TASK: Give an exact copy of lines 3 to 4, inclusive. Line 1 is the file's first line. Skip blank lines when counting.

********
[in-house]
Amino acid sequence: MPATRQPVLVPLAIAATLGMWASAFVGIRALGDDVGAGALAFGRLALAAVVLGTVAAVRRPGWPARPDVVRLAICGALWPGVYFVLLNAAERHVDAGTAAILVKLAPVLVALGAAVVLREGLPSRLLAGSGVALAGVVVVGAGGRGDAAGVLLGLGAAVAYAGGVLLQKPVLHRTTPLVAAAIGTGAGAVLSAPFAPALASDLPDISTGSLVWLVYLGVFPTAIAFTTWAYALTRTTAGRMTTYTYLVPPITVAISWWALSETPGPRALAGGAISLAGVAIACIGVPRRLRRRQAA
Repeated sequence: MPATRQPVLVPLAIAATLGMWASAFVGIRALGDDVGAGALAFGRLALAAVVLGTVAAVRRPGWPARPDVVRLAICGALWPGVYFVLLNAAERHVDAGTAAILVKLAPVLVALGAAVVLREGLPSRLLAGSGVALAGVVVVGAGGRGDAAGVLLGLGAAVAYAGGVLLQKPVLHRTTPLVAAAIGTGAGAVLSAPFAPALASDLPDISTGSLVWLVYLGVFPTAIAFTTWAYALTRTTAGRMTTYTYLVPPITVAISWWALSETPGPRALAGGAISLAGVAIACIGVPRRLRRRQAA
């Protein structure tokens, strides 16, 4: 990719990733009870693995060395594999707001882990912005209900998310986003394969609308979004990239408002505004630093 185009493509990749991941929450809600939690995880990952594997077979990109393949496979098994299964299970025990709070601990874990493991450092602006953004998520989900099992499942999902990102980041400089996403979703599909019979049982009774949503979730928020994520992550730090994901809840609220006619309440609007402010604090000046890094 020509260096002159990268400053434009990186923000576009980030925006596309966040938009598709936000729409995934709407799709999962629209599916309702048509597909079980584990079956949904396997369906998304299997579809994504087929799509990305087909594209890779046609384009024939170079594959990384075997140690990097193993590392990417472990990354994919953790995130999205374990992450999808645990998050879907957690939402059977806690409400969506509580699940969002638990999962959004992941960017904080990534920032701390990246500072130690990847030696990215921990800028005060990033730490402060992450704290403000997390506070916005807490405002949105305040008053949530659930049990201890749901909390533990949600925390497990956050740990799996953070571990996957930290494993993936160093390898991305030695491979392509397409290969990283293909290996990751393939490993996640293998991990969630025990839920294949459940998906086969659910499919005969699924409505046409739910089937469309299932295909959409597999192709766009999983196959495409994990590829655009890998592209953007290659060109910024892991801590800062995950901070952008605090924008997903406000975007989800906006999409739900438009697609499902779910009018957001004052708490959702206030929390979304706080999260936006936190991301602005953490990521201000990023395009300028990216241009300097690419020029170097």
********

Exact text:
Repeated sequence: MPATRQPVLVPLAIAATLGMWASAFVGIRALGDDVGAGALAFGRLALAAVVLGTVAAVRRPGWPARPDVVRLAICGALWPGVYFVLLNAAERHVDAGTAAILVKLAPVLVALGAAVVLREGLPSRLLAGSGVALAGVVVVGAGGRGDAAGVLLGLGAAVAYAGGVLLQKPVLHRTTPLVAAAIGTGAGAVLSAPFAPALASDLPDISTGSLVWLVYLGVFPTAIAFTTWAYALTRTTAGRMTTYTYLVPPITVAISWWALSETPGPRALAGGAISLAGVAIACIGVPRRLRRRQAA
């Protein structure tokens, strides 16, 4: 990719990733009870693995060395594999707001882990912005209900998310986003394969609308979004990239408002505004630093 185009493509990749991941929450809600939690995880990952594997077979990109393949496979098994299964299970025990709070601990874990493991450092602006953004998520989900099992499942999902990102980041400089996403979703599909019979049982009774949503979730928020994520992550730090994901809840609220006619309440609007402010604090000046890094 020509260096002159990268400053434009990186923000576009980030925006596309966040938009598709936000729409995934709407799709999962629209599916309702048509597909079980584990079956949904396997369906998304299997579809994504087929799509990305087909594209890779046609384009024939170079594959990384075997140690990097193993590392990417472990990354994919953790995130999205374990992450999808645990998050879907957690939402059977806690409400969506509580699940969002638990999962959004992941960017904080990534920032701390990246500072130690990847030696990215921990800028005060990033730490402060992450704290403000997390506070916005807490405002949105305040008053949530659930049990201890749901909390533990949600925390497990956050740990799996953070571990996957930290494993993936160093390898991305030695491979392509397409290969990283293909290996990751393939490993996640293998991990969630025990839920294949459940998906086969659910499919005969699924409505046409739910089937469309299932295909959409597999192709766009999983196959495409994990590829655009890998592209953007290659060109910024892991801590800062995950901070952008605090924008997903406000975007989800906006999409739900438009697609499902779910009018957001004052708490959702206030929390979304706080999260936006936190991301602005953490990521201000990023395009300028990216241009300097690419020029170097």